Julien Montenero sculpts directly onto his patients’ faces.

Paris, France

Atelier Montenero is walking distance from Montmartre, near a neighborhood of small art galleries and cramped storefront artists’ studios. Inside, surrounded by vases of fresh flowers, 3-D printers, paintbrushes sitting in water, tubes of glue and palettes of paints, Julien Montenero studies his model’s nose. “These colors don’t speak to me,” he says, and the old man blinks in response. Montenero pulls the nose off.

The hole in the man’s face is big enough to hold a plum, and it’s leaking. “One patient came from Libya after an acid attack,” says Montenero, swabbing gently. Most come after having cancerous tumors removed; while waiting for a permanent skin graft or transplant, they need interim noses, eyes and ears made by specialist prosthetists, called anaplastologists. Montenero is one of only 400 anaplastologists in the world; although his offices are in Paris, France, he has made working trips to South America, Asia and Africa. “It’s sculpture,” he stresses. “I sketch the prosthetics based on anatomical clues: the openness of the eyes, the length of the face, the width of the mouth, the ears, smile lines. And then I sculpt onto the face.”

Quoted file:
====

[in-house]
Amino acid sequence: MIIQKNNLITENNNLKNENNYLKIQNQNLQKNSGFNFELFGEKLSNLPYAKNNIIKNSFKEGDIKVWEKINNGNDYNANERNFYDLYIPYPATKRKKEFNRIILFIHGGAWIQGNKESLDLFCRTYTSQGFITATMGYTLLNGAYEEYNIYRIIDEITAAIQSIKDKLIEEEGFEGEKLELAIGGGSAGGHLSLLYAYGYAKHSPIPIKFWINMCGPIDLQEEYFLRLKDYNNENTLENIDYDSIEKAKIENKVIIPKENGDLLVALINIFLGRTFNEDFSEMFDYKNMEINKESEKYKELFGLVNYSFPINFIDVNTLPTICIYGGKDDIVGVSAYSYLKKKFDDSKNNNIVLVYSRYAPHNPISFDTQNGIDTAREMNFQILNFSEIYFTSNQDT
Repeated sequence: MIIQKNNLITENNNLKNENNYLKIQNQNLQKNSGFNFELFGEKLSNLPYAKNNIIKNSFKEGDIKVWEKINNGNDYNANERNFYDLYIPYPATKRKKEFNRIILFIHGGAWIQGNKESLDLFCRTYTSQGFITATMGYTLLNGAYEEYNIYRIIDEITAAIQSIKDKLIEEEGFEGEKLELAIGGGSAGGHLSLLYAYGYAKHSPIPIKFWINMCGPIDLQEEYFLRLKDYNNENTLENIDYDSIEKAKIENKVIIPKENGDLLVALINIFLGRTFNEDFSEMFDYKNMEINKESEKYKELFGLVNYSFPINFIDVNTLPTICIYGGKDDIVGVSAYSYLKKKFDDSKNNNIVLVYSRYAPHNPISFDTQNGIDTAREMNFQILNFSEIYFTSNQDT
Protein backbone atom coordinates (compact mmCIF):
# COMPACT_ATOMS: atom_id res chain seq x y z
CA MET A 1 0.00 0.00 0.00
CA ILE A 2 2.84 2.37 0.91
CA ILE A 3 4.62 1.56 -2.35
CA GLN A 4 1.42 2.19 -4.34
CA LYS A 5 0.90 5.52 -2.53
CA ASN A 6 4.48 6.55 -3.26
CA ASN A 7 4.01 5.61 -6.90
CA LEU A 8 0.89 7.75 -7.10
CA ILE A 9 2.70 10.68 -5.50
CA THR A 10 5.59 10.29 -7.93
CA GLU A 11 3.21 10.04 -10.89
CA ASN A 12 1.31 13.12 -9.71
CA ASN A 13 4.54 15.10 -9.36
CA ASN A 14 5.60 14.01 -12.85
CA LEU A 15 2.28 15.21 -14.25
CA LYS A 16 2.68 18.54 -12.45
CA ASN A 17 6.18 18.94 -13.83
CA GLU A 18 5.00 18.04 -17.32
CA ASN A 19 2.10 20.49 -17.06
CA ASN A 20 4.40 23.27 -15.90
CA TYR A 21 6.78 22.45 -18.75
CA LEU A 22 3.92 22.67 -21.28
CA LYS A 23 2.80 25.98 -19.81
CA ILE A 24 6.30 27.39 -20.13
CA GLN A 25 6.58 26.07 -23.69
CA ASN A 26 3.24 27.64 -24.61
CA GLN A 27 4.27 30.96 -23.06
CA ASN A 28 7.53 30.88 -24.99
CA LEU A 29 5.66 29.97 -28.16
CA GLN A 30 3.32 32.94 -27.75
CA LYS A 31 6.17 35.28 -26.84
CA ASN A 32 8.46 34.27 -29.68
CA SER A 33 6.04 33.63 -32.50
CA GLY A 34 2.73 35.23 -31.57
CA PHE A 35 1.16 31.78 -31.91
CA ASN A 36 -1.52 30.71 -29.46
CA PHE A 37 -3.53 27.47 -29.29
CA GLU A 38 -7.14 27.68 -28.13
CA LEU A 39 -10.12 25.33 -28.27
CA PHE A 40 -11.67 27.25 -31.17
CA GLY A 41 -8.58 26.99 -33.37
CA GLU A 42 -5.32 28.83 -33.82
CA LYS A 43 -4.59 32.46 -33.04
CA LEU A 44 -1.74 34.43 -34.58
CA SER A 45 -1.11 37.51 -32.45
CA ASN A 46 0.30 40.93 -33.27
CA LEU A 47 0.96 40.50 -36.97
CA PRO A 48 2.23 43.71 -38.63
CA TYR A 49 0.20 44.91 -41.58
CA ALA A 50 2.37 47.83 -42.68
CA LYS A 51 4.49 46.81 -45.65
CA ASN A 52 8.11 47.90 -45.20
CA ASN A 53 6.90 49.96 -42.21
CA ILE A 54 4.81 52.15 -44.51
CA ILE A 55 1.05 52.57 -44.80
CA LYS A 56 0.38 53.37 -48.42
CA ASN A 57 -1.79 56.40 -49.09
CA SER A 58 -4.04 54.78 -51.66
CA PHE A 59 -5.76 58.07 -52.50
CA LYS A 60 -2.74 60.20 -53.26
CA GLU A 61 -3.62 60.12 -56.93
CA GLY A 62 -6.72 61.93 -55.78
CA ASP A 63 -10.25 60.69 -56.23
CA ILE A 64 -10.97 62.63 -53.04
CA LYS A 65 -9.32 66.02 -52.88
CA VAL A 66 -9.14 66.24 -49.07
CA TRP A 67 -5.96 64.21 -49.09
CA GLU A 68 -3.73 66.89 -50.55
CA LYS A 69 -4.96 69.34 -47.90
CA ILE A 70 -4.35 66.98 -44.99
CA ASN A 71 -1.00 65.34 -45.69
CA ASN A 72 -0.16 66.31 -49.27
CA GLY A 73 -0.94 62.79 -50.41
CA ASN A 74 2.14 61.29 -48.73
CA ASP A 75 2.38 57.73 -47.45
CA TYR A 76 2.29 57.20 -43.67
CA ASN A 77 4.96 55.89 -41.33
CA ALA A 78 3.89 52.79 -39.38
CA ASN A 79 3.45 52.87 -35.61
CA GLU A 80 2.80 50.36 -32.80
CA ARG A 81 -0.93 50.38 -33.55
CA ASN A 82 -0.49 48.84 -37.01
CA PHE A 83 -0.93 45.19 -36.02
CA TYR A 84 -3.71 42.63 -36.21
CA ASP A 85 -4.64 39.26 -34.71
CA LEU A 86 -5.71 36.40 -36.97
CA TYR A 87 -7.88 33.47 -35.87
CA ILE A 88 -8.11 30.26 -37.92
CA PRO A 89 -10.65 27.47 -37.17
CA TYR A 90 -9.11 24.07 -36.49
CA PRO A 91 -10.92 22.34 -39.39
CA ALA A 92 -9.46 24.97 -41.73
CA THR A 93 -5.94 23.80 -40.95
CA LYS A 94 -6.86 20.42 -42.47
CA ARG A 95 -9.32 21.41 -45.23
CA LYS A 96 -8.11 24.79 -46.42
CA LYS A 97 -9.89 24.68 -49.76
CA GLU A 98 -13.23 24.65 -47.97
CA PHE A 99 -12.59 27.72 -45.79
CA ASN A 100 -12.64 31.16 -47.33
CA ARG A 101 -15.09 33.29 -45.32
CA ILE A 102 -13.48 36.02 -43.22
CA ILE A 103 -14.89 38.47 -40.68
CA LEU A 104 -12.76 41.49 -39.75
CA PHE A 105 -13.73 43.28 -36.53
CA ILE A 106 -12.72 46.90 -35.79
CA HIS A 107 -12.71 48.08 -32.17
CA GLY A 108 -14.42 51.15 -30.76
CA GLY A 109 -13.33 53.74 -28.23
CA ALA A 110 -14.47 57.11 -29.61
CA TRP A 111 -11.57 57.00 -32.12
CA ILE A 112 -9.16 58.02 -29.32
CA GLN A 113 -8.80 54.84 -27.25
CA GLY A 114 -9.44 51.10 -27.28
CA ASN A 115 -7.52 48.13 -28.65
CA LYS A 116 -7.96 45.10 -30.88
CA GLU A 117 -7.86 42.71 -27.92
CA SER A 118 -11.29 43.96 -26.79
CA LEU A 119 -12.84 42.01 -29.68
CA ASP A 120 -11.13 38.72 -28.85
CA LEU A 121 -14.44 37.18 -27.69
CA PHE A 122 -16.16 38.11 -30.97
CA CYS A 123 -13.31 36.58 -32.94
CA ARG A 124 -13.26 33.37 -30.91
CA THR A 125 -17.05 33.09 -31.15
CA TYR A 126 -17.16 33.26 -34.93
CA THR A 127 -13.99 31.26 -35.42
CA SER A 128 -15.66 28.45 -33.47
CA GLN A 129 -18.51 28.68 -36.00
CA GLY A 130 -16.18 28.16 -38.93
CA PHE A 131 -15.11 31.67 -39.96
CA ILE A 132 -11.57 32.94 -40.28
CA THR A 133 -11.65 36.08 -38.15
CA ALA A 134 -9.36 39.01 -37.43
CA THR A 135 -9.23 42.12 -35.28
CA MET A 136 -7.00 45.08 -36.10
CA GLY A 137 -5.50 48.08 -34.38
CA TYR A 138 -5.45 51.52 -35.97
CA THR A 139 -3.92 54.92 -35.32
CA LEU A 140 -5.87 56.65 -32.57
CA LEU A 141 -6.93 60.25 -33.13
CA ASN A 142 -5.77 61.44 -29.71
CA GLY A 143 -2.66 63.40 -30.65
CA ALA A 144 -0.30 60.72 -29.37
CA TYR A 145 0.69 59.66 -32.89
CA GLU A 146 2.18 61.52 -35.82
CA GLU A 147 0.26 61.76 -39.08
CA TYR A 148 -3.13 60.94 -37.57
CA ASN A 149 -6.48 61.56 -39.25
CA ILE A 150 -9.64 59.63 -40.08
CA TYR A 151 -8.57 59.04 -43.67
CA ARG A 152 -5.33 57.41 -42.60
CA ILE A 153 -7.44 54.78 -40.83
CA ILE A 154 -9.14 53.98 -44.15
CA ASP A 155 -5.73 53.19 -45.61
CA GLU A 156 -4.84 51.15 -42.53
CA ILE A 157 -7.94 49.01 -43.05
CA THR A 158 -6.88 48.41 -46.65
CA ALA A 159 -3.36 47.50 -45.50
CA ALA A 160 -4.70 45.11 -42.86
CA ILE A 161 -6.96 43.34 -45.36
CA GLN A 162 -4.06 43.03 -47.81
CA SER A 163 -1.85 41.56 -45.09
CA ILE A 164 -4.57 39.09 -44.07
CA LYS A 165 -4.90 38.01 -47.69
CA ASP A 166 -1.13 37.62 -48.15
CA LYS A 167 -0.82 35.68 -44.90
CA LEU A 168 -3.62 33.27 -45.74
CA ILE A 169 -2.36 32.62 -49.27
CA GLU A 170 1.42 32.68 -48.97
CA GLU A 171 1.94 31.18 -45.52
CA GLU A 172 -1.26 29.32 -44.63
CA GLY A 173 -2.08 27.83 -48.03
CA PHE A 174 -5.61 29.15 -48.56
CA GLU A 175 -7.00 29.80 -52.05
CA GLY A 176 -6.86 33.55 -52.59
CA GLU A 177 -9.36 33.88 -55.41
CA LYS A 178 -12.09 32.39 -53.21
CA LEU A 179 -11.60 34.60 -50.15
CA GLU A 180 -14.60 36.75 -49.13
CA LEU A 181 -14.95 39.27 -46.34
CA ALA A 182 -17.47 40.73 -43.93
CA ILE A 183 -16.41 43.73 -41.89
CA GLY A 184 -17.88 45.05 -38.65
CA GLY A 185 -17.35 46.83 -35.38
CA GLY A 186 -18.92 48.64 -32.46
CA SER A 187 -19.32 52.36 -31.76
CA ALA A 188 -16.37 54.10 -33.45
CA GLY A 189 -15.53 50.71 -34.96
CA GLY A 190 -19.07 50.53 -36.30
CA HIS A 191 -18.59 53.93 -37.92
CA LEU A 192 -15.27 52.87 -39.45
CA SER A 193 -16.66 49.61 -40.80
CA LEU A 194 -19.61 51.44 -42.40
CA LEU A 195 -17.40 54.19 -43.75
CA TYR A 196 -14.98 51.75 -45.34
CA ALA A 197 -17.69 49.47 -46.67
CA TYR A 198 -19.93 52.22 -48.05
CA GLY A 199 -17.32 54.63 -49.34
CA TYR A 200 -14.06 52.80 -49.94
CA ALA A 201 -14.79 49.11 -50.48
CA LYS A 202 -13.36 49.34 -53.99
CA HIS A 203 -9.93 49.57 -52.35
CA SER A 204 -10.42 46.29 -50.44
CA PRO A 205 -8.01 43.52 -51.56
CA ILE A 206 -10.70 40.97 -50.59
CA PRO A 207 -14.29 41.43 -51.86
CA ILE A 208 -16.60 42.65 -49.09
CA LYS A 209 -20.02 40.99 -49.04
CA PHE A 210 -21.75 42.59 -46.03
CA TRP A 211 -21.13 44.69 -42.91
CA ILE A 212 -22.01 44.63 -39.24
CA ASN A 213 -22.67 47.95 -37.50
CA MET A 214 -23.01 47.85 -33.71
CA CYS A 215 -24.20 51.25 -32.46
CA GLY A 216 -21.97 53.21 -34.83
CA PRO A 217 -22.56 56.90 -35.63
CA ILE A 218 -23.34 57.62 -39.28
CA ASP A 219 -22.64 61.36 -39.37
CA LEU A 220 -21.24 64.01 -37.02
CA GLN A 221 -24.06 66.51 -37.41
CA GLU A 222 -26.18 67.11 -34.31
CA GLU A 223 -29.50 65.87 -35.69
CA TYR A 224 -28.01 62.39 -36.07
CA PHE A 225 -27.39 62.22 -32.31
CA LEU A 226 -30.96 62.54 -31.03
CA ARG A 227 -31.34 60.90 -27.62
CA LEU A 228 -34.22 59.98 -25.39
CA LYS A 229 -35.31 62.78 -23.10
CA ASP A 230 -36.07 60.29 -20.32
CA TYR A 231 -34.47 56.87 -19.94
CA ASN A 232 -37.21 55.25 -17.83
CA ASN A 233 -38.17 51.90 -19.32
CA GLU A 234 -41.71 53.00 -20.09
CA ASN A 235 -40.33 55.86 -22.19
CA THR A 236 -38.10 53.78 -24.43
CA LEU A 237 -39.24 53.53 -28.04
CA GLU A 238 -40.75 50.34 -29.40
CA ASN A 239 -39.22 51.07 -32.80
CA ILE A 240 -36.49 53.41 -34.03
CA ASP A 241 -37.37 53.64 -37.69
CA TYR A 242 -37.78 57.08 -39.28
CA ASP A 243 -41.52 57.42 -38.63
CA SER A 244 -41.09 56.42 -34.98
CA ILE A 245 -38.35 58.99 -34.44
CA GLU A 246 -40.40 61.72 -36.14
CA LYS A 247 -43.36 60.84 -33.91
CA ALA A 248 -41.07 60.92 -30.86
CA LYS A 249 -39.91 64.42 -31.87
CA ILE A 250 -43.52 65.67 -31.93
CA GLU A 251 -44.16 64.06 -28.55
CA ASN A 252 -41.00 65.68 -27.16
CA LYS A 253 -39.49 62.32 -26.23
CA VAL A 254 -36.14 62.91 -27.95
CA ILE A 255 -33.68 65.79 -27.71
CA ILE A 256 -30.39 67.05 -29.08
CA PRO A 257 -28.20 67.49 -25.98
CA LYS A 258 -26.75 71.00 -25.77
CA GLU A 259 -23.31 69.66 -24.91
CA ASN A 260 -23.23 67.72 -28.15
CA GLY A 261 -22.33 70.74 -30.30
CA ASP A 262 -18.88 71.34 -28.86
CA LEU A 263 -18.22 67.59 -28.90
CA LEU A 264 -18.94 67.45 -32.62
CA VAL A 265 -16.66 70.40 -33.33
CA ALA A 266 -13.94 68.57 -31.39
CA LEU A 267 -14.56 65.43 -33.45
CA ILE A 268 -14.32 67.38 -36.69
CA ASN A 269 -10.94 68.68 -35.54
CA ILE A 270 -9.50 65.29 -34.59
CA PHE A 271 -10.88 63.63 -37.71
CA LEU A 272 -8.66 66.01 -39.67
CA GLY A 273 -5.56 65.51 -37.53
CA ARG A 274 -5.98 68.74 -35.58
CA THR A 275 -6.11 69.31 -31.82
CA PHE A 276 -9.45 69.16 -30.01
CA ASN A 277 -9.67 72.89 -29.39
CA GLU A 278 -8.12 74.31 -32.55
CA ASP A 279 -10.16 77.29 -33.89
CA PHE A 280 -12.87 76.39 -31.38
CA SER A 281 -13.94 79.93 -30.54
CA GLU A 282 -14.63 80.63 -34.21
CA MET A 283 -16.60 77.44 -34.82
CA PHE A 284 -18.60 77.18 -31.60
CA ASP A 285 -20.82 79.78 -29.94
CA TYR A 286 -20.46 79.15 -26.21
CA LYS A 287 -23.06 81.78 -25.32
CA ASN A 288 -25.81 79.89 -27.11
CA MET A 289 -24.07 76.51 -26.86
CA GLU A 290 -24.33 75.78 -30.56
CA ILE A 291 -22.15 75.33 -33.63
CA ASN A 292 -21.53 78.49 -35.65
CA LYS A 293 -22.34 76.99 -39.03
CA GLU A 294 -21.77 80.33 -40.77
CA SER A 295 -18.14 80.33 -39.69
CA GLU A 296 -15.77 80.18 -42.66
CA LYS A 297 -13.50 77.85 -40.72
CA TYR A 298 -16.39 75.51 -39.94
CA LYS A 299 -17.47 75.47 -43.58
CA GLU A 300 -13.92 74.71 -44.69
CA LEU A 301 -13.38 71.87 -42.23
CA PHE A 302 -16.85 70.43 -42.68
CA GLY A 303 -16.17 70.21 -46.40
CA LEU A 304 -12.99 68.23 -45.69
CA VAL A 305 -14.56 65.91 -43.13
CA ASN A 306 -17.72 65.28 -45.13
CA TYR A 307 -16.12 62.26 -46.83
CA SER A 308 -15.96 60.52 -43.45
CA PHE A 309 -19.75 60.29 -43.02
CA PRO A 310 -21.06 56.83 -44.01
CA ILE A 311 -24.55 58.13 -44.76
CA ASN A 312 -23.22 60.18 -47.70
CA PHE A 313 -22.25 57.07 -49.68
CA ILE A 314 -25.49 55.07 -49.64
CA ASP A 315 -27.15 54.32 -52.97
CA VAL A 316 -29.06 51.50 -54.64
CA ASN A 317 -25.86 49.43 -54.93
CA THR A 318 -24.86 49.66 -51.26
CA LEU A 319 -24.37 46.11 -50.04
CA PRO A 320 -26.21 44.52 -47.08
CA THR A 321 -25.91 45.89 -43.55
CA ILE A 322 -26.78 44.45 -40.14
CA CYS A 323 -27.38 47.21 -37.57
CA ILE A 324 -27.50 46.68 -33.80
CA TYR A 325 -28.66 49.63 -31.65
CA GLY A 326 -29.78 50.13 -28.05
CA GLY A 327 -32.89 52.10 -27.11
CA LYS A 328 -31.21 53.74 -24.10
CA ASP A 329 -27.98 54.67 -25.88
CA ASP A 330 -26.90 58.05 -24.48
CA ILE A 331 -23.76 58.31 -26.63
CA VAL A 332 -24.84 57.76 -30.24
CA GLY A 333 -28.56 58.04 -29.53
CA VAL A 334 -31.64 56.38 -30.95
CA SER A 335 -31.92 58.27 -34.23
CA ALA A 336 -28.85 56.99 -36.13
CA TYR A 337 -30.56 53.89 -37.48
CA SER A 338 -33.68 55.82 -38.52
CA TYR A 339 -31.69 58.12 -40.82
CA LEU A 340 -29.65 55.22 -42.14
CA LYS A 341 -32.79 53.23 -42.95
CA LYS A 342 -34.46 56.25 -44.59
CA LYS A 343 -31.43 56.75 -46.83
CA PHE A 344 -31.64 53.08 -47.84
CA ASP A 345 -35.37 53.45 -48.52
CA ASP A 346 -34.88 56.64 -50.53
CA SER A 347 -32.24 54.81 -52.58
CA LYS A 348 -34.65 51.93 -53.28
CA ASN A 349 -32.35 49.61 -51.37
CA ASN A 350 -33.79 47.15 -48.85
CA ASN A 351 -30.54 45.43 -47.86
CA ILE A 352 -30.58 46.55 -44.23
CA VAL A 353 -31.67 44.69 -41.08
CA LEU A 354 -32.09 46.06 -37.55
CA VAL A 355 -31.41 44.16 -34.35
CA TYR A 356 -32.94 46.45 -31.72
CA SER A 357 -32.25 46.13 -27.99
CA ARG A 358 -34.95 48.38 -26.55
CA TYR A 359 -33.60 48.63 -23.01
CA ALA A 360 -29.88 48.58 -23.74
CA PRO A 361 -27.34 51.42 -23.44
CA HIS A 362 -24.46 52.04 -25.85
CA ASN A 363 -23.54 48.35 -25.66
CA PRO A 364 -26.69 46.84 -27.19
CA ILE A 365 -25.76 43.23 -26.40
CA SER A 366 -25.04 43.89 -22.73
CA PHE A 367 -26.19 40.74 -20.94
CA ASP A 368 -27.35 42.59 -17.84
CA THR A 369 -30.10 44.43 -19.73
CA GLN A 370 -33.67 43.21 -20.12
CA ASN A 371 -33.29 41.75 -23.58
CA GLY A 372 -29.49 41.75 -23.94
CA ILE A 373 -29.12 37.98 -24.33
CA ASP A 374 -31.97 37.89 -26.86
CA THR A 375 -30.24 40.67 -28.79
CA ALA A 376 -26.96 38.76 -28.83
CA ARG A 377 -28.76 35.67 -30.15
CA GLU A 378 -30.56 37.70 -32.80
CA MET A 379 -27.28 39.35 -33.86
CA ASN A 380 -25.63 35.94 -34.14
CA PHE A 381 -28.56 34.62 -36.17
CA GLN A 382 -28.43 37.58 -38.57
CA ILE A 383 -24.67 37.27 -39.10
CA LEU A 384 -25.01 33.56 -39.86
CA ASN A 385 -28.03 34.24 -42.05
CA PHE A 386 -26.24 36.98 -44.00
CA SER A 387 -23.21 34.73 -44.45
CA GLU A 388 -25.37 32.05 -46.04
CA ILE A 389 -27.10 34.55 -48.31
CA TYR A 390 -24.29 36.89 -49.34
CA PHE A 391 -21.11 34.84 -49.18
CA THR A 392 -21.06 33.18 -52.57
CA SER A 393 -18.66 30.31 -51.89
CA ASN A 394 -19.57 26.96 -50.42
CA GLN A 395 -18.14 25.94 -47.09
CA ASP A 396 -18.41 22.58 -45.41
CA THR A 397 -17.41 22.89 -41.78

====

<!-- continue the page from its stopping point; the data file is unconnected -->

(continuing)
Today, Montenero is replacing the bulbous work of a colleague with a dignified, yellower prosthetic that flares at the nostrils. His patient takes out an iPhone and flicks through old pictures of himself. “I’m more beautiful with this one. Plus, it sticks,” he says. “The previous nose kept falling off in front of guests.”

 



From the pages of COLORS #87 - Looking at Art.